olographic storage COMING INTO SIGHT
Tamarack Storage Devices, one of the higher-profile spinoffs of the controversial Microelectronics and Computer Technology Corp., announced that it has completed testing and assembly of the first-ever fully integrated holographic computer storage system.
John Stockton, Tamarack's high-octane CEO, referred to the system as an "alpha" unit, and said the Austin, Texas-based firm is now shifting its focus to pumping out commercial beta units.
Holography is a lensless photographic method for producing a 3-D image by splitting a laser beam into two parts and focusing each on a particular point to create a 3-D image. In computer storage the technology works by intersecting two laser beams -- the actual beam that contains the information and a reference beam -- into a storage crystal.
A device called a spatial light modulator translates the digital electronic information into light and dark spots. The intersection between the data beam and the reference beam creates an "interference" pattern within a given location in the crystal -- the data storage.
Changing the angle at which both beams intersect can add another layer, or page, of data to the same location, making holography a theoretically highly effective storage technique.
To reconstruct the data, the reference or "read" beam is passed over that spot at the same angle of the recording.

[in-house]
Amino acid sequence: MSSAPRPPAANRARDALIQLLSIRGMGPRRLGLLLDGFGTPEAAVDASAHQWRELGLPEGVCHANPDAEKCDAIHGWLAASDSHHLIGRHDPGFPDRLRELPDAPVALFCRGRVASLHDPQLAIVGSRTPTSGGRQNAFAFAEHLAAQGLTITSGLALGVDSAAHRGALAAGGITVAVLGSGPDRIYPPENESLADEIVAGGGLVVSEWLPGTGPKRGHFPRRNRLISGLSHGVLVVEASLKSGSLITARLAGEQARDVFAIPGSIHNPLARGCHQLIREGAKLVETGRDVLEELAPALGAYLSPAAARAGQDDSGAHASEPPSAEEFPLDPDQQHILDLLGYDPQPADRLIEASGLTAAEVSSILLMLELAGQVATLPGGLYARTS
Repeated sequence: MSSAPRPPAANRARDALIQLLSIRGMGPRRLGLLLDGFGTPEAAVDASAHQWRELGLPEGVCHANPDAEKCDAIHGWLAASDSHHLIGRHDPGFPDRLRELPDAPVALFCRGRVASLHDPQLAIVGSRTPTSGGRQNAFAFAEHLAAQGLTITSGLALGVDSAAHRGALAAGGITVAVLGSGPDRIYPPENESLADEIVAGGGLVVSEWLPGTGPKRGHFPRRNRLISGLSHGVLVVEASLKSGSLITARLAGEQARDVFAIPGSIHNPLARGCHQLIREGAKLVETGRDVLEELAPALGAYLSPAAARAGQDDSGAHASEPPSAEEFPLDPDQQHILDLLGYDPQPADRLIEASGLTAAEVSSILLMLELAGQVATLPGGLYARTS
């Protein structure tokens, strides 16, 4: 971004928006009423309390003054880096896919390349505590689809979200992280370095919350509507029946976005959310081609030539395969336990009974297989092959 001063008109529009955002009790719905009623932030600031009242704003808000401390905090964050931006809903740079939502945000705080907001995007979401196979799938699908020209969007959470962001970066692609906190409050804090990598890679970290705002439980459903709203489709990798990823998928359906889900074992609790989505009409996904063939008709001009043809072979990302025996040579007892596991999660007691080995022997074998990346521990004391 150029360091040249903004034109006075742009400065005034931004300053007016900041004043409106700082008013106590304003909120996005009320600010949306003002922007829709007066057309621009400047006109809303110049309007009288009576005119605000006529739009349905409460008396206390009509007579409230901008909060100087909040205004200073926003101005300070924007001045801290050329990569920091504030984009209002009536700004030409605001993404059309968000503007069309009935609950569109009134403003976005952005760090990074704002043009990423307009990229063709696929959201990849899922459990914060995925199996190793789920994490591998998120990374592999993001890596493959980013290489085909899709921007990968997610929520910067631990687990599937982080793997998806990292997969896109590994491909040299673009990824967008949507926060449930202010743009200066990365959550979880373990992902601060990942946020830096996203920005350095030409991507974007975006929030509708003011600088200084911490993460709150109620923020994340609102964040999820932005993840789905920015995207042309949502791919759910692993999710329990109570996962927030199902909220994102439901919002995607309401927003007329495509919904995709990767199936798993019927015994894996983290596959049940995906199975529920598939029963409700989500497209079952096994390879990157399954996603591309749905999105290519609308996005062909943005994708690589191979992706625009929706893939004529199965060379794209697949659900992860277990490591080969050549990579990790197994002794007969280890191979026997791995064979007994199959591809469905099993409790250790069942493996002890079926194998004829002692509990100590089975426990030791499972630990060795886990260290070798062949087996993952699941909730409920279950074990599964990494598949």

Then, using a device called a detector array -- developed by defense contractor Hughes Aircraft -- light patterns are translated back into electronic signals.
Tamarack has tapped mostly government and MCC member companies to fund its efforts, which will compete with a plethora of promising new computer storage technologies -- not to mention entrenched and still viable techniques such as good old magnetic drives and tape.
Net SPURS DATA transfer boom
BIS Strategic Decisions, a market research outfit, put an exclamation point beside its conclusion that the North American market for electronic data transfer will grow more than 25 percent, reaching $1 billion in 1998. That's up from $410 million in 1993.
The firm pegs the explosive growth of Internet as a driver for much -- and it also notes that the sprawling network could pose a major business challenge to traditional network providers of EDI services.